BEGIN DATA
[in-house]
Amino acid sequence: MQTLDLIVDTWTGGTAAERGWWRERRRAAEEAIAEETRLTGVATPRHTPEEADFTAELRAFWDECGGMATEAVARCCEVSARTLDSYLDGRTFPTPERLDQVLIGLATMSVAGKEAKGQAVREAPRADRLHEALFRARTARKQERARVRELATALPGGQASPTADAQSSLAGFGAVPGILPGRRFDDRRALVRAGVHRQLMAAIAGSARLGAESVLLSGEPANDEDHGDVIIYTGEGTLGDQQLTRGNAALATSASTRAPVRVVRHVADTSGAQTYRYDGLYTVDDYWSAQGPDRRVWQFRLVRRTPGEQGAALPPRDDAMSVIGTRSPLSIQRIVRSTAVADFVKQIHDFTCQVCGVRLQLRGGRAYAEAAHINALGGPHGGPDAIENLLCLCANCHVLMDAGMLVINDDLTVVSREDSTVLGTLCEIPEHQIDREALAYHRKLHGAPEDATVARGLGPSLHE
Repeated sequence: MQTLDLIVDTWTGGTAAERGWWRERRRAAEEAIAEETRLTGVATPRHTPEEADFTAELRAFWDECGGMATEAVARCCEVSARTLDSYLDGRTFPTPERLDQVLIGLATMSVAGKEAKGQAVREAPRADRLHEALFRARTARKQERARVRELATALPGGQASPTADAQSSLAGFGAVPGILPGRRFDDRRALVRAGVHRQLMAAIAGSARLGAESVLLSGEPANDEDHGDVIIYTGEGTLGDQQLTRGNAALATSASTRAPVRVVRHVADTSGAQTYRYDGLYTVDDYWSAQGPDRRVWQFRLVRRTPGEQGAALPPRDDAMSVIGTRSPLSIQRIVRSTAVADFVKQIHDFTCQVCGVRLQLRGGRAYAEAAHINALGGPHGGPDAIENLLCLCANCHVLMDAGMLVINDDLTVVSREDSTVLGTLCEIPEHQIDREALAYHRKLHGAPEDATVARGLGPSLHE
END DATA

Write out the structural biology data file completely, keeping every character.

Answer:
[in-house]
Amino acid sequence: MQTLDLIVDTWTGGTAAERGWWRERRRAAEEAIAEETRLTGVATPRHTPEEADFTAELRAFWDECGGMATEAVARCCEVSARTLDSYLDGRTFPTPERLDQVLIGLATMSVAGKEAKGQAVREAPRADRLHEALFRARTARKQERARVRELATALPGGQASPTADAQSSLAGFGAVPGILPGRRFDDRRALVRAGVHRQLMAAIAGSARLGAESVLLSGEPANDEDHGDVIIYTGEGTLGDQQLTRGNAALATSASTRAPVRVVRHVADTSGAQTYRYDGLYTVDDYWSAQGPDRRVWQFRLVRRTPGEQGAALPPRDDAMSVIGTRSPLSIQRIVRSTAVADFVKQIHDFTCQVCGVRLQLRGGRAYAEAAHINALGGPHGGPDAIENLLCLCANCHVLMDAGMLVINDDLTVVSREDSTVLGTLCEIPEHQIDREALAYHRKLHGAPEDATVARGLGPSLHE
Repeated sequence: MQTLDLIVDTWTGGTAAERGWWRERRRAAEEAIAEETRLTGVATPRHTPEEADFTAELRAFWDECGGMATEAVARCCEVSARTLDSYLDGRTFPTPERLDQVLIGLATMSVAGKEAKGQAVREAPRADRLHEALFRARTARKQERARVRELATALPGGQASPTADAQSSLAGFGAVPGILPGRRFDDRRALVRAGVHRQLMAAIAGSARLGAESVLLSGEPANDEDHGDVIIYTGEGTLGDQQLTRGNAALATSASTRAPVRVVRHVADTSGAQTYRYDGLYTVDDYWSAQGPDRRVWQFRLVRRTPGEQGAALPPRDDAMSVIGTRSPLSIQRIVRSTAVADFVKQIHDFTCQVCGVRLQLRGGRAYAEAAHINALGGPHGGPDAIENLLCLCANCHVLMDAGMLVINDDLTVVSREDSTVLGTLCEIPEHQIDREALAYHRKLHGAPEDATVARGLGPSLHE